Long-distance telephone calls, for so long something taken for granted, suddenly seem to require strategic planning and technical skills. How do old folks, set in their ways, put up with the hodge-podge of confusing access codes and options that has become the phone system? Hell, even a confirmed techie like me has trouble making calls these days, and I’m supposed to be some kind of expert at doing business on the road. In Broome County, New York, you have to dial 119 before every long-distance call (not 911, which, like a good lover, makes a cop come). But hey: with my handy new Sprint travelcode, I simply hit 11 digits, wait for tone A, hit 11 more digits, wait for tone B, then key in 14 more digits to give the system my account number, the acceptance of which is indicated by tone C. 36 keystrokes to tell mom and dad I’m fine: 0-000-000-0000 / 0- 000-000-0000 / 00000000000000. And it rarely works the first time—except in cities, where I can leave off four of the digits unless an intercept tells me otherwise.

Speaking of communications, my interest in amateur radio is undergoing one of its periodic surges, leading to the next addition to my already-overloaded bikeasaurus: a full-spectrum HF ham radio station. The rig is a Ten-Tec Argonaut, running on bike power and driving a clever antenna called the “Slinky Dipole,” donated by the Elba, New York ham couple KA2VTX and Y. (We had a day’s layover there, before the Finger Lakes and after Buffalo, installing a cooling fan on the bike and eating sweet corn with new friends.) The Slinky antenna adapts to any pair of trees, rendering setup something other than the usual pain in the tuner. Dahdidahdit dahdahdidah…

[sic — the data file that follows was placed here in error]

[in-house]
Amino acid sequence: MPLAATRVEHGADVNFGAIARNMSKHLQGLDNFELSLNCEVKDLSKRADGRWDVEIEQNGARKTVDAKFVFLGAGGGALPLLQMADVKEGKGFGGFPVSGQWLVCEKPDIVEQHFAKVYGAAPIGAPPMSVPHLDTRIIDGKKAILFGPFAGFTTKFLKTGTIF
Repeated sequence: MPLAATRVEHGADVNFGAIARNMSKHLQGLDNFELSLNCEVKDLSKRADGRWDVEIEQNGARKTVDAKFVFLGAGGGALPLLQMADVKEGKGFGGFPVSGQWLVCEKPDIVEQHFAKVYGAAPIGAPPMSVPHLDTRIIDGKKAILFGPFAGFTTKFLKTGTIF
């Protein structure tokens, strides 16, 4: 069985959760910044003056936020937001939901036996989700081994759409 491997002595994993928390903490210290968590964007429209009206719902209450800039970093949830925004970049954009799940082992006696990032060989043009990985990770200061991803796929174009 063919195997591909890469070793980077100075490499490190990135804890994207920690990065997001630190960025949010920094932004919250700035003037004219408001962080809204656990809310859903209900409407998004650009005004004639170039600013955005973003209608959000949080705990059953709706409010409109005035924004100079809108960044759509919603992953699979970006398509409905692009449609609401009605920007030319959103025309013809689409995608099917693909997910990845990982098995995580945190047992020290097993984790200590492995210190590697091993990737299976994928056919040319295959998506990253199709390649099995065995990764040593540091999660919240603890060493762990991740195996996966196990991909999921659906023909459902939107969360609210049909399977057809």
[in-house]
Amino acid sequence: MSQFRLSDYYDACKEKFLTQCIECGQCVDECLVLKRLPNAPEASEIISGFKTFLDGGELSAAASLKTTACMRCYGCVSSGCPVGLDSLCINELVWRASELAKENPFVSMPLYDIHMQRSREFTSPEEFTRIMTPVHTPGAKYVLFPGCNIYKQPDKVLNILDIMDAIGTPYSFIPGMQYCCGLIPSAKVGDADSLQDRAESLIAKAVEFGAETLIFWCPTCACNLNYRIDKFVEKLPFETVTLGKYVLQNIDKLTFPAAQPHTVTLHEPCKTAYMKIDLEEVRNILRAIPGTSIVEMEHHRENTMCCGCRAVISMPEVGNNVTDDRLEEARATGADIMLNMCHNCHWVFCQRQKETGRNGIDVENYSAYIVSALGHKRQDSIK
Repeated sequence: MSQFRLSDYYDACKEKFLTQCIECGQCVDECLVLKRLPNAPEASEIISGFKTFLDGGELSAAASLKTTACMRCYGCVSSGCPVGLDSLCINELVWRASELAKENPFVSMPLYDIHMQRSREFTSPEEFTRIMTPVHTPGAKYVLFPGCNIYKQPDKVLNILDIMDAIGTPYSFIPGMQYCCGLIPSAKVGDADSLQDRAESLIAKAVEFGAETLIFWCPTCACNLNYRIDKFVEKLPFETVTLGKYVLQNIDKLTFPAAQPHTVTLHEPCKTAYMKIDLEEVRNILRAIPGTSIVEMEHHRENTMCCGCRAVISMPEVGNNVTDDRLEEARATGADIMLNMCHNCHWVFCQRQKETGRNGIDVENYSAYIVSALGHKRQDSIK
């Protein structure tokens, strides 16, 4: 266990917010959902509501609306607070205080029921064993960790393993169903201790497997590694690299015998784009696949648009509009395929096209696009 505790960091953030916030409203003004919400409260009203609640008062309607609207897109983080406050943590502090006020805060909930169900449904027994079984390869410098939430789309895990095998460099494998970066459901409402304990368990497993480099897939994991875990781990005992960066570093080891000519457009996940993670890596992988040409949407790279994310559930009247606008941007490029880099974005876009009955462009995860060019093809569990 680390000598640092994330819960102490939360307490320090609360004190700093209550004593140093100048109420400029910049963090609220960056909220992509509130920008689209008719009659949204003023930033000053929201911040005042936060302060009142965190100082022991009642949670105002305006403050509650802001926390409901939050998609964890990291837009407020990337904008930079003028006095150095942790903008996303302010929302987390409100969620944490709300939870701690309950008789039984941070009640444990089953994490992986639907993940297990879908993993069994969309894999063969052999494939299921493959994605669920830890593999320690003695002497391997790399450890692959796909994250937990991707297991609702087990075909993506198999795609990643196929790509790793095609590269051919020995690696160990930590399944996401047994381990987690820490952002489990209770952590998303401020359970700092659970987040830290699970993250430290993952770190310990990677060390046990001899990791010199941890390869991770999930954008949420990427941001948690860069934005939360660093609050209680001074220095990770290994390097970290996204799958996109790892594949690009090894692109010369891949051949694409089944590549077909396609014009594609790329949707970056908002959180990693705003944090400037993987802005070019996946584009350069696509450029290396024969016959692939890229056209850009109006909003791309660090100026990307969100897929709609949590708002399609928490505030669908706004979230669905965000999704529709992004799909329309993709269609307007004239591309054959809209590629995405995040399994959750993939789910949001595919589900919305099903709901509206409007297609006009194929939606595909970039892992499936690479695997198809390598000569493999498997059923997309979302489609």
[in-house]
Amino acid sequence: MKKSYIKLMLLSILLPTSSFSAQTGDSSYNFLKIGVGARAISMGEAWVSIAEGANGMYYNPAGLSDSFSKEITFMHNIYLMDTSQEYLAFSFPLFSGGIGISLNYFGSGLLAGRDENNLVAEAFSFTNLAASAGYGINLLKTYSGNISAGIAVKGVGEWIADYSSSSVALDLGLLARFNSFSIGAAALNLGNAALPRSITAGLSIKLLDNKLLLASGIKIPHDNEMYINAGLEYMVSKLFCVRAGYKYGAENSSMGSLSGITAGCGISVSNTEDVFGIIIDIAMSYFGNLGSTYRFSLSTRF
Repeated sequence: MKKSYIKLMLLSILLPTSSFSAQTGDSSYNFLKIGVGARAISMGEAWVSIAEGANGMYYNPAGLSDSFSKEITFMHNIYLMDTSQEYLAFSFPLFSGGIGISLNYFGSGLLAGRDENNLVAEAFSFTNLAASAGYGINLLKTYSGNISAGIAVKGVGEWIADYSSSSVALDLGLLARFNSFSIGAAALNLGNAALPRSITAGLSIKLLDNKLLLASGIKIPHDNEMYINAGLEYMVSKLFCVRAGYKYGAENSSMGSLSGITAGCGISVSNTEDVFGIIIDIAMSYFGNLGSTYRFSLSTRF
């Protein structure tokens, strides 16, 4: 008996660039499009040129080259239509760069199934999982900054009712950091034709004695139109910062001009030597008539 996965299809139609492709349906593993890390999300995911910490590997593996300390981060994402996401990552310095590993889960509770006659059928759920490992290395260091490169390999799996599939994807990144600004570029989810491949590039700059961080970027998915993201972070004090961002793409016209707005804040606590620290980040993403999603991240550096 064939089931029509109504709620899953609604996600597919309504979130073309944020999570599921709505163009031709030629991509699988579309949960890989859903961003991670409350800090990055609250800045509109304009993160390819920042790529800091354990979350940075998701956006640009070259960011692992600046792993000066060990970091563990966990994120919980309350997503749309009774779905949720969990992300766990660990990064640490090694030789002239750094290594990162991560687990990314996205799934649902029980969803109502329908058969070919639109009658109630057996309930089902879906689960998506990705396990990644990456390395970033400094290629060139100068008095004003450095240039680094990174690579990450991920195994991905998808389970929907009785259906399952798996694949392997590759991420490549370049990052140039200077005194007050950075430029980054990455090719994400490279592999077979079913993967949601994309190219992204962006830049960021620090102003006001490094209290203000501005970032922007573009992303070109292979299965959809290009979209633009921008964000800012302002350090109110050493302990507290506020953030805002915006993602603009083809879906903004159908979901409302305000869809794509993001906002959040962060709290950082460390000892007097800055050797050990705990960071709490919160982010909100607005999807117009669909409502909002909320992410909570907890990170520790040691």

Steven K. Roberts, N4RVE, at the Ten-Tech Argonaut 515 with Winnebiko II in South Carolina a few months later – 1988 Karen Greene photo

You know, it’s funny. Everyone predicted, back in 1983 when I first trundled away from Columbus at 135 pounds, that I would get to the first hill, scream with knee pain, and start jettisoning superfluous gizmology. But within three months, the system was up to 160 pounds, then 185, then 200. By the Pacific Coast, it was 220. Now it’s 255 and still growing, with 275 the likely total by the time the new ham gear is fully installed in its waterproof custom pannier. There are cyclists out there who tear the tags off their teabags to cut weight, as obsessed with small numbers as are golfers. My machine, on the other hand, is now officially too heavy to be an ultralight aircraft. I suppose I’m insane.

But then, I’m happy as hell. With new friends and adventures every week, low overhead, a delightful mate, and plenty of fresh air and exercise, how can I complain about the weight of my life-support system? We’re off to DC now for the International Human Powered Vehicle Championships, where we oughta pedal away with top honors in the load-carrying competition…

In the meantime: cheers from the Pennsylvania-Jersey line!